A tall figure stood at the gravesite, a backpack at his feet. “Talk to me,” he said. “Tell me something.” He knelt to touch the curved branches of a weeping willow carved on the stone, then spoke again, “You died so young.”

Jenny approached him warily. “Who are you talking to?” she said.

Startled, he popped up, “I’m talking to Ottoline.” He indicated the headstone. Ottoline Schreiber was inscribed on the marker in a Gothic font, barnacled with serifs. 1969 – 2005.

“Why on earth are you talking to my dead mother?”

The man was mid-thirties, about Jenny’s age, nice looking in a disheveled sort of way, a head of unruly brown curls drawing her eye away from his craggy features. He was definitely not some long-lost brother or other relative, mourning belatedly. The Schreibers were all short and blond. “By the way,” she added, “it’s not Ottoline, like a line. It’s Ottoline, like Lynn.”

He turned to her, all elbows and awkwardness. “Oh,” he said. “I didn’t know.”

She crossed her arms and waited for an explanation. When none was forthcoming, she said, “She’s not going to answer you, you know.”

He shrugged, “One can always hope. Sometimes they do.”


“Oh,” he said; “Yes. Sorry. I didn’t explain.”

“No, you didn’t. Please do.”

“I’m a writer. When I need inspiration, I walk over to this cemetery and wander around until a particular name or gravestone catches my attention. Then I try to imagine what their life might have been like. Sometimes it gives me a story. Or a strand of a story. Sometimes not.”

“So, you’re kind of a grave robber?”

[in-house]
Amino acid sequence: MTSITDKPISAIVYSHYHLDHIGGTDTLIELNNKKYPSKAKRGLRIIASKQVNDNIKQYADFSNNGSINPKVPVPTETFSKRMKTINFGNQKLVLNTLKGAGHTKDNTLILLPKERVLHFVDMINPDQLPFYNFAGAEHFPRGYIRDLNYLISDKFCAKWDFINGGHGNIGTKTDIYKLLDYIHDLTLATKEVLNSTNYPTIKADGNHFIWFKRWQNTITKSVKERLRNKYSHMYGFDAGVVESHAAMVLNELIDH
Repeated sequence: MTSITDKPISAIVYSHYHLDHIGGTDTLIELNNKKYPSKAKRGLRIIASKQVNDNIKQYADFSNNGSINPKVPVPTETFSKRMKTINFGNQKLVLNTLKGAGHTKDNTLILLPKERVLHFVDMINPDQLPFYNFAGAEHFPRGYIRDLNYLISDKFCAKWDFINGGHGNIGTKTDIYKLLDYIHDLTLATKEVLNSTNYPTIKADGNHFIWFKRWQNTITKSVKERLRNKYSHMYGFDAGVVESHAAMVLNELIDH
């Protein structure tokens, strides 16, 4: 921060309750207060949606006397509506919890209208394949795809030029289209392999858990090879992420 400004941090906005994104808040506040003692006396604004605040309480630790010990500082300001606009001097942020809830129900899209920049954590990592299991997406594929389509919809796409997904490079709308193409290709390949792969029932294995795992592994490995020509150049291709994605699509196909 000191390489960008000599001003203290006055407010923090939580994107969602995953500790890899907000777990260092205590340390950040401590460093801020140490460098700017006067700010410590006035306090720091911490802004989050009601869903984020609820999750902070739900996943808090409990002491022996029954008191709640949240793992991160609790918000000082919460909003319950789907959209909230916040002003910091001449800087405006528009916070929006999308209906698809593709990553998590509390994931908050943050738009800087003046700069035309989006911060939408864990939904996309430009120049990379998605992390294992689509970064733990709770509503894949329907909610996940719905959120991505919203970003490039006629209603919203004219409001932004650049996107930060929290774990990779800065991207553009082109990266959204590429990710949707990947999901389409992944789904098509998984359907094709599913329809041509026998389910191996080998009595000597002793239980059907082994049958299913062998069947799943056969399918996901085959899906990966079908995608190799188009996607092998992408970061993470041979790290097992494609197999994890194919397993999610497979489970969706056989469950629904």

“No. It’s just that stories need characters and conflict, and here I’ve got both. I think maybe death is the source of all conflict, ultimately. Our awareness of it, anyway.”

Jenny wasn’t sure if he was deep or just weird. He was interesting; she’d have to give him that; “So why did you choose my mother’s grave?”

“Um. Yes. Her name. It’s lovely. It’s even lovelier that way you say it.” He looked away; “Also, she died young. That’s the beginning of a story.” He seemed to realize something, “Oh. Of course. I’m sorry you lost your mother so young.”

Jenny looked at him; “Your social skills are a little rusty.”

“So I’ve been told.”

“What story are you planning to tell about my dead mother?”

“Not planning. Yet. And not about your mother. About a woman named Ottoline who died young.” By now they were standing side by side, looking at the grave as if grieving together. “The weeping willow is an ancient mourning symbol,” he said.

Why did men do this – lecture you? Assume you didn’t know what they knew, assume you’d want to know; “Not just because of the weeping, which is kind of a visual pun on a gravestone.”

A pun? On her mother’s grave. Every time she softened toward this odd person, he said something off-putting.